US v. Robert Mays


UNPUBLISHED PER CURIAM OPINION filed. Originating case number: 5:15-cr-00059-F-1. Copies to all parties and the district court. [1000021344]. [15-4612, 15-4694]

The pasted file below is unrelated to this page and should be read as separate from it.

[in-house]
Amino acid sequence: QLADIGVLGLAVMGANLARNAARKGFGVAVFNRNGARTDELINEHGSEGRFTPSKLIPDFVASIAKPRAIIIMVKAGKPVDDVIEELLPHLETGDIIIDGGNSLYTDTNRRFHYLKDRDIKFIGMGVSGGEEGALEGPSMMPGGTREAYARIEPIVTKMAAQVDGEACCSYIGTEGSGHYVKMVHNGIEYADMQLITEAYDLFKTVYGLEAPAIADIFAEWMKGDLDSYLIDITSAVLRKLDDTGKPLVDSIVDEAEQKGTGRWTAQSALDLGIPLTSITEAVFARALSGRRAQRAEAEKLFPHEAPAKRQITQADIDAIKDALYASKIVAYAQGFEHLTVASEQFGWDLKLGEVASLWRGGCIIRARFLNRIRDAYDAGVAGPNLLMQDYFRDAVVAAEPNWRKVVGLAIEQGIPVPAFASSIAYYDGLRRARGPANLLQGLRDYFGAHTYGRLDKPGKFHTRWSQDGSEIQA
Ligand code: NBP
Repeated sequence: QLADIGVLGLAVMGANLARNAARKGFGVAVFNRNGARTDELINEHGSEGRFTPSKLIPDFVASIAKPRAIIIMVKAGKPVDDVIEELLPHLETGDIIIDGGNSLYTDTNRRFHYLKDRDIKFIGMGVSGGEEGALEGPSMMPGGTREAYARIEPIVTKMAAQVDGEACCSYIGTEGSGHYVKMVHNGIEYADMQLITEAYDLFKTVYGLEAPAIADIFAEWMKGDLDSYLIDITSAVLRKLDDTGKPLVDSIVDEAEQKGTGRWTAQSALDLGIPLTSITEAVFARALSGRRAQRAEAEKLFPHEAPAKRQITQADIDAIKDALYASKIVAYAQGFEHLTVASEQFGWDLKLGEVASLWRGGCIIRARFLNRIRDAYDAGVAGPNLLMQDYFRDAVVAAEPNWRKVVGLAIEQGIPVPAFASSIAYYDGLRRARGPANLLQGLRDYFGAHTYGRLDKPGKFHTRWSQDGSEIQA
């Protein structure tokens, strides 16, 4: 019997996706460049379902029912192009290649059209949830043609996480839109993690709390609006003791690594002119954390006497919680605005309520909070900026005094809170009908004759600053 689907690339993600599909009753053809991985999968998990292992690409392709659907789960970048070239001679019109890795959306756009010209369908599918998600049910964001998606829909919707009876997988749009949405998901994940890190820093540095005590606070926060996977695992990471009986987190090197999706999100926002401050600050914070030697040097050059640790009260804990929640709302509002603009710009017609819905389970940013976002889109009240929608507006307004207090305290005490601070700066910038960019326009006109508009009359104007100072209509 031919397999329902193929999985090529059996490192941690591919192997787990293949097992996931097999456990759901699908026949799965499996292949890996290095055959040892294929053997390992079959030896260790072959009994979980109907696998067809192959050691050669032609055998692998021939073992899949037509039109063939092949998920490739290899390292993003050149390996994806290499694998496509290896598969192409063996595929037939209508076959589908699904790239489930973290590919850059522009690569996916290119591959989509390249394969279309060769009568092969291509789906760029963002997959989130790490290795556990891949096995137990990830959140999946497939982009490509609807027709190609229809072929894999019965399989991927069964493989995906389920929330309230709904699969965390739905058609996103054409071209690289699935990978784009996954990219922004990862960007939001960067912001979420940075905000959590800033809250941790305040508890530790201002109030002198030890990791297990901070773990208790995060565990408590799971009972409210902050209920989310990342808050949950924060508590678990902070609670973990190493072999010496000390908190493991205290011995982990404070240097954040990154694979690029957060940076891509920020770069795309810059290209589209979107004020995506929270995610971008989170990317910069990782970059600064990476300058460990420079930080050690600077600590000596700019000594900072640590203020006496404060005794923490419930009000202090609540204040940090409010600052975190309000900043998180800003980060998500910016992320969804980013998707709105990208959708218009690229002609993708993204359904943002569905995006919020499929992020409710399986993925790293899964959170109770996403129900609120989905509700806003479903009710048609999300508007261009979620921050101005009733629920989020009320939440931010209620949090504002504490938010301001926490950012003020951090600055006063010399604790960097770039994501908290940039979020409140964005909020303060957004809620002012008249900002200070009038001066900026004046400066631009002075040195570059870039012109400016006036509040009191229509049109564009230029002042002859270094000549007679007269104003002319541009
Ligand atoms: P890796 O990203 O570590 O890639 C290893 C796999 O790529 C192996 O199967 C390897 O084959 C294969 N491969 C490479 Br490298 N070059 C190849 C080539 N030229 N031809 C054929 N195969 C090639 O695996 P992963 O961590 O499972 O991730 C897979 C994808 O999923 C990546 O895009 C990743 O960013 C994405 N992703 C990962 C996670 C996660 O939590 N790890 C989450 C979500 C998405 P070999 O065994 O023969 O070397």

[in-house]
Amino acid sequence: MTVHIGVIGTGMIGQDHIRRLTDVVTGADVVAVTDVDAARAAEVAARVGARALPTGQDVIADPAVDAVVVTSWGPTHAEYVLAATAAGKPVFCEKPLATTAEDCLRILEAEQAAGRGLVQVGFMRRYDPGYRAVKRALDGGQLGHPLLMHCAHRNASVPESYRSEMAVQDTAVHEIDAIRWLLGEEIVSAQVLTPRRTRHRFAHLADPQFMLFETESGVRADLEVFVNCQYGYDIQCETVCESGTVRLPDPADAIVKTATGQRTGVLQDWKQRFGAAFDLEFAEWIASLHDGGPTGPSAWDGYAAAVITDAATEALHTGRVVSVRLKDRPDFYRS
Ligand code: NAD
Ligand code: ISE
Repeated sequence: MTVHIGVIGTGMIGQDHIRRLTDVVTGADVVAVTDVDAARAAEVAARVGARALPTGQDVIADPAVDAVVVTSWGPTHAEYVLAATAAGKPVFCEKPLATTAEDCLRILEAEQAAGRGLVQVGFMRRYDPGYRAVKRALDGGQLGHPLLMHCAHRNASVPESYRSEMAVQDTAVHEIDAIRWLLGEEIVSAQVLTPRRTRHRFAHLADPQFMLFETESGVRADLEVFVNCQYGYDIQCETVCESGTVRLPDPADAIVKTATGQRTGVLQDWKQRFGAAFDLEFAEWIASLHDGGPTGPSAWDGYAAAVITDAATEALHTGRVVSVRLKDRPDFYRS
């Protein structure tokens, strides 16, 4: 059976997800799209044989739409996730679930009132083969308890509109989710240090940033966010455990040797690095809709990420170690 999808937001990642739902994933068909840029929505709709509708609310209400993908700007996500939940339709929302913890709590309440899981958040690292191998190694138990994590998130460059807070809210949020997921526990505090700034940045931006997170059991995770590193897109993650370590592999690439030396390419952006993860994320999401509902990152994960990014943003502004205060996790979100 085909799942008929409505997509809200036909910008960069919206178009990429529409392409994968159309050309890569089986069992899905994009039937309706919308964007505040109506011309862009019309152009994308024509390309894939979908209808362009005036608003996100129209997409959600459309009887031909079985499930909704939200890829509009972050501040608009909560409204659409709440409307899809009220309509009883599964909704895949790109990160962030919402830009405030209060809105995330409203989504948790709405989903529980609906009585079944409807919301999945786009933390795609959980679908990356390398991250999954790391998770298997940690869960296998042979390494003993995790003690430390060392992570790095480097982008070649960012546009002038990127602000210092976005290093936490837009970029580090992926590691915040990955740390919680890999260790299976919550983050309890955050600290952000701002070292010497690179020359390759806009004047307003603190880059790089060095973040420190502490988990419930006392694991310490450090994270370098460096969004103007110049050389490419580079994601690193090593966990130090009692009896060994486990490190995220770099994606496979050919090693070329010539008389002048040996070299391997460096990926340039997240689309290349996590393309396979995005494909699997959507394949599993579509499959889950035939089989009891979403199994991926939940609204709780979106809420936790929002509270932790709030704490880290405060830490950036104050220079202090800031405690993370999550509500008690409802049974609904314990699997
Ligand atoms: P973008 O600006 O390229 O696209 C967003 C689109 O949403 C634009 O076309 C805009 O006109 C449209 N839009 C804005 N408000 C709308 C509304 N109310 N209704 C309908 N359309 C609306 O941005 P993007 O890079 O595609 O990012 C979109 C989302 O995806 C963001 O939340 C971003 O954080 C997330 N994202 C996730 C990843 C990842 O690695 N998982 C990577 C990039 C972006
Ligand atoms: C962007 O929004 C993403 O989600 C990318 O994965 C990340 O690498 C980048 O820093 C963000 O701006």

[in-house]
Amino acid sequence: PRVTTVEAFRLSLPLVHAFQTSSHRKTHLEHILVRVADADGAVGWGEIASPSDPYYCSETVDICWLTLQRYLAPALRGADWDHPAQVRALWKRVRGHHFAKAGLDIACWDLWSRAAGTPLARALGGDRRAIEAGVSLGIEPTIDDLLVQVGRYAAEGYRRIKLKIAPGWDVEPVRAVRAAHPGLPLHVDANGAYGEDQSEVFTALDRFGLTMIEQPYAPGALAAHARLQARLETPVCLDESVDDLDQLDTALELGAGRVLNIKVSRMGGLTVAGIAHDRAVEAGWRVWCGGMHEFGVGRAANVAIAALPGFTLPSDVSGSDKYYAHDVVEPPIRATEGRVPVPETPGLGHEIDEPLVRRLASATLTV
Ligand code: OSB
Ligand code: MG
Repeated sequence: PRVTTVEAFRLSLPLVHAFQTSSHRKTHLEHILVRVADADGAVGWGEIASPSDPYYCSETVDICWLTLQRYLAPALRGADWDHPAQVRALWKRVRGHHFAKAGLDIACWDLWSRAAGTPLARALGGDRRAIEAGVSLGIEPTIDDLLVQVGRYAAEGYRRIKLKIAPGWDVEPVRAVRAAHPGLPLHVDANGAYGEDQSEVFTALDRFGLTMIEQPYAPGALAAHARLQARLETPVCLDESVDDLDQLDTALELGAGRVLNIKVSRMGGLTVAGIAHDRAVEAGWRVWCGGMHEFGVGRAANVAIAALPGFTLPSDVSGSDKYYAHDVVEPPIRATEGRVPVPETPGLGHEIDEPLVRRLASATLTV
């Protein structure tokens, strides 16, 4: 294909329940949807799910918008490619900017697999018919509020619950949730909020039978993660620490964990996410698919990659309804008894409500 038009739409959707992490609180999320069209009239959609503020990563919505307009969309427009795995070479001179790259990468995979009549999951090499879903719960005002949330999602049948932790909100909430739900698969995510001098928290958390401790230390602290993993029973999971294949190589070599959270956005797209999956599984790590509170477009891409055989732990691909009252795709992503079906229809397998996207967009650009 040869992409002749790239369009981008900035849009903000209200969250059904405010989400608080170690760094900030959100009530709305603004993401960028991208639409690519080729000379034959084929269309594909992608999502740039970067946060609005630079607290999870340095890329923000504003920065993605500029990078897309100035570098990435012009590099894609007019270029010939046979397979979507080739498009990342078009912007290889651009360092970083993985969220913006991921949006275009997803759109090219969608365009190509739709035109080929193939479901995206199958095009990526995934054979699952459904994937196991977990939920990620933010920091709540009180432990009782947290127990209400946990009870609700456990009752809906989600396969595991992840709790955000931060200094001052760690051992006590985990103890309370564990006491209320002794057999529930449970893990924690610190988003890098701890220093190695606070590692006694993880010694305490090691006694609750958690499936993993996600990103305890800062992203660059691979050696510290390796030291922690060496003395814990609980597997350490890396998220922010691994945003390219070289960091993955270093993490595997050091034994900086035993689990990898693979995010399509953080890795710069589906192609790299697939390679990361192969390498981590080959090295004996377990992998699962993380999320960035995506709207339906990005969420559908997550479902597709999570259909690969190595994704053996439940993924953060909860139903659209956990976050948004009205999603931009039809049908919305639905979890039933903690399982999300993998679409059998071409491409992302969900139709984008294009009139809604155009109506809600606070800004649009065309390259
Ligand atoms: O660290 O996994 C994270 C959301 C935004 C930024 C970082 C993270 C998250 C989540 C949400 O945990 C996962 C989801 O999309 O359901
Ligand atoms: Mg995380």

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Appeal: 15-4612 Doc: 72 Filed: 02/10/2017 Pg: 1 of 6 UNPUBLISHED UNITED STATES COURT OF APPEALS FOR THE FOURTH CIRCUIT No. 15-4612 UNITED STATES OF AMERICA, Plaintiff - Appellee, v. ROBERT EARL MAYS, Defendant - Appellant. No. 15-4694 UNITED STATES OF AMERICA, Plaintiff - Appellee, v. PARIS CORDAVA WILLIAMS, Defendant - Appellant. Appeals from the United States District Court for the Eastern District of North Carolina, at Raleigh. James C. Fox, Senior District Judge. (5:15-cr-00059-F-1; 5:15-cr-00059-F-2) Submitted: January 5, 2017 Decided: February 10, 2017 Before GREGORY, Chief Judge, and NIEMEYER and DIAZ, Circuit Judges. Appeal: 15-4612 Doc: 72 Filed: 02/10/2017 Pg: 2 of 6 Affirmed by unpublished per curiam opinion. M. Gordon Widenhouse, Jr., RUDOLF WIDENHOUSE, Chapel Hill, North Carolina; Joshua B. Howard, GAMMON, HOWARD, ZESZOTARSKI, PLLC, Raleigh, North Carolina, for Appellants. John Stuart Bruce, United States Attorney, Jennifer P. May-Parker, First Assistant United States Attorney, Raleigh, North Carolina, for Appellee. Unpublished opinions are not binding precedent in this circuit. 2 Appeal: 15-4612 Doc: 72 Filed: 02/10/2017 Pg: 3 of 6 PER CURIAM: In November 2014, Paris Cordava Williams and a coconspirator robbed a bank and then fled to a car driven by Robert Earl Mays. Police tracked the robbers to Mays’ car and found Williams and the coconspirator in the trunk with the stolen money and a handgun. A grand jury then indicted Williams and Mays for bank robbery and aiding and abetting, in violation of 18 U.S.C. §§ 2113(a), 2 (2012), and for being felons in possession of a firearm, in violation of 18 U.S.C. §§ 922(g)(1), 924 (2012). Mays moved to sever his trial from Williams’ trial, but the district court denied the motion. At the joint trial, both defendants moved for judgments of acquittal. The court granted Mays’ motion for acquittal for the felon in possession count, but denied the motions as to all other counts. The jury then convicted Mays and Williams of bank robbery and aiding and abetting and convicted Williams of being a felon in possession of a firearm. At sentencing, the district court enhanced Mays’ sentence based on Williams’ possession of a firearm under U.S. Sentencing Guidelines Manual §§ 1B1.3(a)(1)(B), 2B3.1(b)(2)(C) (2014). On appeal, Mays and Williams challenge the denial of their motions for judgment of acquittal, and Mays separately challenges the denial of his motion to sever and his sentence. each challenge and affirm. 3 We reject Appeal: 15-4612 Doc: 72 Filed: 02/10/2017 Pg: 4 of 6 We review de novo a denial of a motion for judgment of acquittal. United States v. White, 810 F.3d 212, 228 (4th Cir. 2016), cert. denied, 136 S. Ct. 1833 (2016). “The question is whether, viewing the evidence in the light most favorable to the prosecution, any rational trier of fact could have found the essential elements of the crime beyond a reasonable doubt.” Id. (internal quotation marks omitted). Under this standard, Mays challenges his conviction for aiding and abetting bank robbery, while Williams challenges his conviction for being a felon in possession of a firearm. The evidence supports both convictions, and therefore, these claims fail. Turning to Mays’ separate arguments, we reject Mays’ claim that the district court erred when it denied his motion to sever. We review a district court’s denial of a motion to sever for abuse of discretion, “recognizing that there is a presumption in favor of joint trials in cases in which defendants have been indicted together.” 2011). United States v. Medford, 661 F.3d 746, 753 (4th Cir. A district court may sever codefendants’ trials when the joinder “appears to prejudice a defendant or the government.” Fed. R. Crim. P. 14(a). of prejudice, Even where a defendant shows the possibility “less drastic measures, such as limiting instructions, often will suffice to cure any risk of prejudice.” Zafiro v. United States, 506 U.S. 534, 539 (1993). 4 Mays failed to Appeal: 15-4612 Doc: 72 Filed: 02/10/2017 Pg: 5 of 6 show that joinder prejudiced him or that the district court’s limiting instruction did not suffice. Thus, we conclude that the district court did not abuse its discretion when it denied Mays’ motion to sever. Finally, we also reject Mays’ findings supporting his sentence. factual findings for clear objection to the factual We review a sentencing court’s error. United Alvarado, 779 F.3d 250, 254 (4th Cir. 2015). States v. Flores- “Clear error occurs when, although there is evidence to support it, the reviewing court on the entire evidence is left with the definite conviction that a mistake has been committed.” and firm United States v. Harvey, 532 F.3d 326, 336-37 (internal quotation marks omitted). Here, the alleged error concerns the district court’s finding that a firearm was possessed during the robbery, thereby triggering the five-level enhancement in USSG § 2B3.1(b)(2)(C). Related to that section, USSG § 1B1.3(a)(1)(B) provides that a district court may hold a defendant accountable for his codefendant’s acts if those acts occurred within the scope of joint criminal activity, furthered the criminal activity, and were reasonably foreseeable. Our review of the record shows that the district court did not clearly err in making factual findings to support the application of USSG §§ 1B1.3(a)(1)(B), 2B3.1(b)(2)(C). Accordingly, we affirm the district court’s judgments against Mays and Williams. We dispense with oral argument because the 5 Appeal: 15-4612 facts Doc: 72 and materials legal before Filed: 02/10/2017 contentions this court, Pg: 6 of 6 are and adequately argument presented would not in the aid the decisional process. AFFIRMED 6

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